Special tickets ARE REQUIRED for this exhibition.

    Rembrandt’s Journey: Painter, Draftsman, Etcher
    February 14–May 9, 2004
    Rice Building, Galleries 262-72

    Rembrandt van Rijn (1606–1669) is one of the most celebrated artists in history. With more than 200 works from all periods of his long career—20 paintings, 33 drawings, 153 prints, and 7 copper plates taken from major collections here and abroad—this is the first American exhibition to explore Rembrandt’s astonishing range and variety of activity as a brilliant etcher seen in the context of his paintings and drawings. Rembrandt’s Journey highlights the parallel relationships among the master’s paintings, drawings, and prints—closely examining imagery, narrative content, and the marks of the artist’s hand, as well as his approach to religious illustration in all of the media he mastered and reinvented. A closer study of the expressions, gestures, and body language of his figures will provide deeper insight into the inventive, subtle, and complex way he interpreted biblical texts and imaginatively projected himself into them. The exhibition will focus on several of the subjects to which Rembrandt returned—portraits and self-portraits, everyday life, landscape, the nude—at various stages of his career.

    Rembrandt’s Journey: Painter, Draftsman, Etcher exhibition catalogue: 344 pages. Hardcover $60; softcover $35.
    Rembrandt’s Journey: Painter, Draftsman, Etcher is co-organized by the Museum of Fine Arts, Boston, and the Art Institute of Chicago.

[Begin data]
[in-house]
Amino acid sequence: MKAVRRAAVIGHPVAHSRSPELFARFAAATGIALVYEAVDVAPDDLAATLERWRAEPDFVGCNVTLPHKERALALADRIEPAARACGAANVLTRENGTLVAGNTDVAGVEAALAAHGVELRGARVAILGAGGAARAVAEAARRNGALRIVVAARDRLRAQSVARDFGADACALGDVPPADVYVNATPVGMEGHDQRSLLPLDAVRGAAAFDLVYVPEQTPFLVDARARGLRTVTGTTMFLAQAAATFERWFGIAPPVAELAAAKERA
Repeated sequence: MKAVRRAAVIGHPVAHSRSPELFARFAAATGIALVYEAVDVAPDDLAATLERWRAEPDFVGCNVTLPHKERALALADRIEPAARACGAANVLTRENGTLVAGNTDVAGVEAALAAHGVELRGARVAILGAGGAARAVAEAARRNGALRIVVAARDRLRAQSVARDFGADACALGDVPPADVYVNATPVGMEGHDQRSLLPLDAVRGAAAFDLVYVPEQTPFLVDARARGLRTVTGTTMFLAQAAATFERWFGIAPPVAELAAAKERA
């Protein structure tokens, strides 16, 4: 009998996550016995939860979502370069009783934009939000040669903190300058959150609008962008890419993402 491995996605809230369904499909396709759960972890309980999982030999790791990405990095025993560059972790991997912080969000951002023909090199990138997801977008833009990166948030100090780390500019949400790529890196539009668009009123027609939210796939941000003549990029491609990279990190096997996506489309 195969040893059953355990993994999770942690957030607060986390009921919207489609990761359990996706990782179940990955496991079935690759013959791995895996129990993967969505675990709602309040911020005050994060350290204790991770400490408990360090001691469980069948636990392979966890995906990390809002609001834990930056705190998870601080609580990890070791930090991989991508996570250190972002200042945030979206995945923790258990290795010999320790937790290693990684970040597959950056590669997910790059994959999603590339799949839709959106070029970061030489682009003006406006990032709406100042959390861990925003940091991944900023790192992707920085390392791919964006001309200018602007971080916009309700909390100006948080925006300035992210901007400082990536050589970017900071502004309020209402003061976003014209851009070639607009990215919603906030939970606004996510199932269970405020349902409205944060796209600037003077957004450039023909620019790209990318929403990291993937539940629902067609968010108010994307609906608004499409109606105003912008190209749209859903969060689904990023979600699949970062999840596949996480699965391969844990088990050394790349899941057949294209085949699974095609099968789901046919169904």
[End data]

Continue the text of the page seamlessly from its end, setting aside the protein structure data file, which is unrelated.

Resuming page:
Rembrandt’s Journey: Painter, Draftsman, Etcher was curated in Boston by Clifford S. Ackley, chair of the Department of Prints, Drawings, and Photographs (Ruth and Carl Shapiro Curator of Prints and Drawings); in Chicago by Suzanne McCullagh, Anne Vogt Fuller and Marion Titus Searle Curator of Earlier Prints and Drawings, Department of Prints and Drawings, the Art Institute of Chicago.

    This exhibition is supported by an indemnity from the Federal Council on the Arts and the Humanities. Additional support has been provided by The Rhoades Foundation/Julius Lewis Exhibition Fund.

    Sponsorship support for the Chicago presentation is provided by the Abbott Laboratories Fund.

    National sponsorship for this exhibition is generously sponsored by Merrill Lynch.

    ABOVE: Old Man in a Gorget and Black Cap, c. 1631, oil on panel, the Art Institute of Chicago, Mr. and Mrs. W. W. Kimball Collection, 1922.4467

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